Analysis of daily climate-suicide relationships in Mississippi
P. Grady Dixon, Mississippi State University, Mississippi State, MS; and D. M. Brommer
The purpose of this study is to determine whether suicide rates change in response to weather patterns at sub-monthly time scales (i.e., weeks and days) in Mississippi. Daily suicides, along with the age and sex of each case, are provided by the Mississippi State Department of Health for the period 1980–2006. The five most populous counties (100,000+ residents) are analyzed, and they include DeSoto, Harrison, Hinds, Jackson, and Rankin. Climate data are obtained for local stations from NCDC. For the daily analysis, the climate data for each day are compared to suicide rates for that day as well as each of the next seven days to account for a potential lag or cumulative effect. It is unclear, based on previous research, whether suicide rates are more likely to be altered by a sudden change in climate conditions or the presence of certain uninterrupted conditions. Linear regression of actual daily climate and suicide data, as well as data that have been normalized to remove non-climatic seasonal effects, is used to show the correlations between weather and suicide rates. Discriminant analysis is then used to measure the differences in weather data for days with exceptionally high suicide rates (95th percentile) as opposed to days with more moderate suicide rates. The statistically significant relationships are discussed and compared in order to draw conclusions about the effects of climate on suicide rates.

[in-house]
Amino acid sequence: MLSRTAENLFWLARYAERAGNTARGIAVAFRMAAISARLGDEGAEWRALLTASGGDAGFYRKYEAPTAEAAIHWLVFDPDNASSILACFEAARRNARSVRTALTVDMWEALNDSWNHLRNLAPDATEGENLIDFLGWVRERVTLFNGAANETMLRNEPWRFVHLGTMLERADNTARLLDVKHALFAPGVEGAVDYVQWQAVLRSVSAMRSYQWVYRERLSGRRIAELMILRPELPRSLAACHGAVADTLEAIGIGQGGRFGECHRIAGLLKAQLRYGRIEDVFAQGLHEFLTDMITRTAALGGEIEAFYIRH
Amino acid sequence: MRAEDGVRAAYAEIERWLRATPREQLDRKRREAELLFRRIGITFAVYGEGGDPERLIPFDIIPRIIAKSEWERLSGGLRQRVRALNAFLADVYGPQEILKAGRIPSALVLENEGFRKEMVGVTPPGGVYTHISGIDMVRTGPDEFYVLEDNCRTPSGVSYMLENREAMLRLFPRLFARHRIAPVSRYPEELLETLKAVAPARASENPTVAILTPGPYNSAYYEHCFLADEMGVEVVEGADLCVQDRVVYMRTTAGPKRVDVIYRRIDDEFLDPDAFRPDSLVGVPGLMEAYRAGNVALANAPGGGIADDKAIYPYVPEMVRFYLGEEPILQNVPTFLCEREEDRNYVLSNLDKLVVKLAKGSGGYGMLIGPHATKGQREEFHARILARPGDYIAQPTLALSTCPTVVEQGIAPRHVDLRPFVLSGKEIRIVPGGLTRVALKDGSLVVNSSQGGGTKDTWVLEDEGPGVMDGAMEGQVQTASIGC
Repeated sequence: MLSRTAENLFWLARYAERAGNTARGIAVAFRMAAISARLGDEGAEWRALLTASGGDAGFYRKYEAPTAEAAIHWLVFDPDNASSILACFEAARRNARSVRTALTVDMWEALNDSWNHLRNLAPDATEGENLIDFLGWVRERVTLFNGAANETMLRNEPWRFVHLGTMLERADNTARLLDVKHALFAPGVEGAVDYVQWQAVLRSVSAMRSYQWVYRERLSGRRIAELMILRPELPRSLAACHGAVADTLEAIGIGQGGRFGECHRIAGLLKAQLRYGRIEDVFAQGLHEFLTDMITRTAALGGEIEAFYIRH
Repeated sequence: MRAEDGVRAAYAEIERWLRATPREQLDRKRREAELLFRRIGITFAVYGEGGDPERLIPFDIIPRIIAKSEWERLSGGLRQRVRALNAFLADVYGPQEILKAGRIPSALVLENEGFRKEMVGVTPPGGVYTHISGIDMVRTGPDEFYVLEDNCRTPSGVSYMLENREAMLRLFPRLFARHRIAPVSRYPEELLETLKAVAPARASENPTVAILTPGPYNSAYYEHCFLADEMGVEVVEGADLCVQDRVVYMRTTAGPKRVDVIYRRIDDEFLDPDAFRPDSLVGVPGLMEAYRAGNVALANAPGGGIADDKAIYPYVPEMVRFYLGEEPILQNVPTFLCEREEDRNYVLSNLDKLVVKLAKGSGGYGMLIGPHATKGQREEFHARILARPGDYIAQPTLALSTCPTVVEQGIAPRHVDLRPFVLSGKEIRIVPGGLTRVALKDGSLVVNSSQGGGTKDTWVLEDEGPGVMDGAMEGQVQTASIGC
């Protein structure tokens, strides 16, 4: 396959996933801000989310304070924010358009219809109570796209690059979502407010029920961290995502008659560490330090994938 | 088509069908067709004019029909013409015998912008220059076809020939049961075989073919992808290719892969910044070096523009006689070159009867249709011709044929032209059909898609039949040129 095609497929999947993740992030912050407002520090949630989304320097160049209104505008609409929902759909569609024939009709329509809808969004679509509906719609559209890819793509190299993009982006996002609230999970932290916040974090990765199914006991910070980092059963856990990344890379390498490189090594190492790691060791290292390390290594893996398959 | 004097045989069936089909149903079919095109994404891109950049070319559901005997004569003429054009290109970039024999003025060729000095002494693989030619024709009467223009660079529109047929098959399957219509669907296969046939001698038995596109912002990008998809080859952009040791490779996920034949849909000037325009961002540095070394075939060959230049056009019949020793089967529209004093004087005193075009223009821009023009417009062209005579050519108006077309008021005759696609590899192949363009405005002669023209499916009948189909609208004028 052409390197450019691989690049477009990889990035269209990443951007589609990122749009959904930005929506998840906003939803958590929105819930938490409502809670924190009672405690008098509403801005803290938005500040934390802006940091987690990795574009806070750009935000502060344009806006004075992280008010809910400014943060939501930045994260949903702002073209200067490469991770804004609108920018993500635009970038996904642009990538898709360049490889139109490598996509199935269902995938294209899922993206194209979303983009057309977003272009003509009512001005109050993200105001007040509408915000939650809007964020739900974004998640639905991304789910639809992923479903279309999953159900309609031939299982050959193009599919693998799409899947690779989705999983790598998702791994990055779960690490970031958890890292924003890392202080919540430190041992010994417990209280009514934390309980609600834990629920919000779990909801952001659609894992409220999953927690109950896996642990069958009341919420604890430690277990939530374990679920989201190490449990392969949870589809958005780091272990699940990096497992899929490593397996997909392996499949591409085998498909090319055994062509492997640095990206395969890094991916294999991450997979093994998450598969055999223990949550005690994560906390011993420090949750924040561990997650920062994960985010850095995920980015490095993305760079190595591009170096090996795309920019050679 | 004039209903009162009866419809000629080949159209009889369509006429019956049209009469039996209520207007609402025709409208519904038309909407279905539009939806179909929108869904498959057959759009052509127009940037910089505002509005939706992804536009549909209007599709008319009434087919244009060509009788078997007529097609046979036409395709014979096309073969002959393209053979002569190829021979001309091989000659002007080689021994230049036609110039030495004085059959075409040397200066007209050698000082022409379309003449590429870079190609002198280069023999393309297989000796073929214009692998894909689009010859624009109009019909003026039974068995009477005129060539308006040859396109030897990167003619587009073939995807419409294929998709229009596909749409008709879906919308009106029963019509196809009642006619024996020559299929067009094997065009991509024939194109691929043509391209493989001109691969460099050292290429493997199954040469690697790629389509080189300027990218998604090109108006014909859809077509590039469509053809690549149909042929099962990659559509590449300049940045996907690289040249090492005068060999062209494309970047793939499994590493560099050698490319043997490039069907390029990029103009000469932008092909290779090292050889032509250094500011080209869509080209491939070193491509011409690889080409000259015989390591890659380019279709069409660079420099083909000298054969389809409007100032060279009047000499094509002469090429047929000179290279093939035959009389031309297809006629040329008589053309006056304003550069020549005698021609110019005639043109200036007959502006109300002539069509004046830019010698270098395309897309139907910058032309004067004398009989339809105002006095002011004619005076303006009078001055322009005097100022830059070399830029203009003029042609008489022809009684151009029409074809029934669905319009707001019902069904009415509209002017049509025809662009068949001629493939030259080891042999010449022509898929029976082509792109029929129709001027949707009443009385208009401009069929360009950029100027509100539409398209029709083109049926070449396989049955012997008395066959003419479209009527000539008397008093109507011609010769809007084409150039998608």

Session 4, Biometeorology and Public Health In Urban Areas
Wednesday, 14 January 2009, 10:30 AM-12:00 PM, Room 124B
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